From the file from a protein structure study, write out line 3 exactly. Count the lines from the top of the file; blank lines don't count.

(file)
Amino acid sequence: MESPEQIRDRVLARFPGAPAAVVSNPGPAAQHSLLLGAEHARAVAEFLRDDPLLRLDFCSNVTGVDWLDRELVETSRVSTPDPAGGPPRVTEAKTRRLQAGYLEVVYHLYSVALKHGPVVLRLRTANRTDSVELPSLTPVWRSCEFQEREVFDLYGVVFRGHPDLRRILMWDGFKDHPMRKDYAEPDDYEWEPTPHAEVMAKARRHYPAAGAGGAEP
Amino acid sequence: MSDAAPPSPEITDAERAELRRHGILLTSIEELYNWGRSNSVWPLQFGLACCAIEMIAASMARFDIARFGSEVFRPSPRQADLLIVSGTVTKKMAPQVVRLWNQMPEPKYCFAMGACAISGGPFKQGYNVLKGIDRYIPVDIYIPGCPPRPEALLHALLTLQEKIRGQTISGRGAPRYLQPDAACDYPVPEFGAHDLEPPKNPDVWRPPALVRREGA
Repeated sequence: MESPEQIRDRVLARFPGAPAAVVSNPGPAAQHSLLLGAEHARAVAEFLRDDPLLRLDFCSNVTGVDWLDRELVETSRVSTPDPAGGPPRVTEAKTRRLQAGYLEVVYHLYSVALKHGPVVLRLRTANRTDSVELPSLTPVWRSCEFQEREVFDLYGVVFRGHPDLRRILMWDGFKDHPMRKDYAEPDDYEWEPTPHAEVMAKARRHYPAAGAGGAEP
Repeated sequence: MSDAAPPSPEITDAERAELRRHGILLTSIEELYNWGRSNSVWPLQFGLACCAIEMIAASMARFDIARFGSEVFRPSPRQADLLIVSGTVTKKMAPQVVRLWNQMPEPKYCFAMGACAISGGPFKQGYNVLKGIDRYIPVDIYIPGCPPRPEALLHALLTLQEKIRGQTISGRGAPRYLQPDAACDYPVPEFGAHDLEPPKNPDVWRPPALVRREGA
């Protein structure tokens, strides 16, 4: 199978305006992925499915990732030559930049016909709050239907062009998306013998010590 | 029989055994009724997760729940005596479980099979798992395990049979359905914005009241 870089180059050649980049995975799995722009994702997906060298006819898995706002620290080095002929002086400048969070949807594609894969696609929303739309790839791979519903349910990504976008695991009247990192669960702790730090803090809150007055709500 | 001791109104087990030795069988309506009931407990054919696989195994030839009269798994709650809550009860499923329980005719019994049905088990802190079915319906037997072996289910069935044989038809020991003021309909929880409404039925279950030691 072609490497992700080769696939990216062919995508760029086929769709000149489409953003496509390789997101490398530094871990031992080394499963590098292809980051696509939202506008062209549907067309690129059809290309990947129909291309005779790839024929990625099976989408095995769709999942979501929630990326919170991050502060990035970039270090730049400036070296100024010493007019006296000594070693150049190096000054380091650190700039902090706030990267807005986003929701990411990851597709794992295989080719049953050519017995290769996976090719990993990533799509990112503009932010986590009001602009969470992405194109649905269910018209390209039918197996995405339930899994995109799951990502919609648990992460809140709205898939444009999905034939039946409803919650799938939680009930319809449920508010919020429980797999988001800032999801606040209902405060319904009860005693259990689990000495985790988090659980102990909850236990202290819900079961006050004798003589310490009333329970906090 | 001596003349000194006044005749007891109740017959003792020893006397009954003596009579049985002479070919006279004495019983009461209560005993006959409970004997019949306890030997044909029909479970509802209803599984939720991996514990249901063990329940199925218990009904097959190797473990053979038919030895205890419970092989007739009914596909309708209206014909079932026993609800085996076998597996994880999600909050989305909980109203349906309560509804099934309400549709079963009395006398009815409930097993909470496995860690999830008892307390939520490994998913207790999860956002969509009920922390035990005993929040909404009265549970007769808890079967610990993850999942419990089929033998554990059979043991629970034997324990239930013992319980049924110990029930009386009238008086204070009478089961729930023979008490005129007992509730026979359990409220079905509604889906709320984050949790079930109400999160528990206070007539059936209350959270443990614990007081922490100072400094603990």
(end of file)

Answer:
Repeated sequence: MESPEQIRDRVLARFPGAPAAVVSNPGPAAQHSLLLGAEHARAVAEFLRDDPLLRLDFCSNVTGVDWLDRELVETSRVSTPDPAGGPPRVTEAKTRRLQAGYLEVVYHLYSVALKHGPVVLRLRTANRTDSVELPSLTPVWRSCEFQEREVFDLYGVVFRGHPDLRRILMWDGFKDHPMRKDYAEPDDYEWEPTPHAEVMAKARRHYPAAGAGGAEP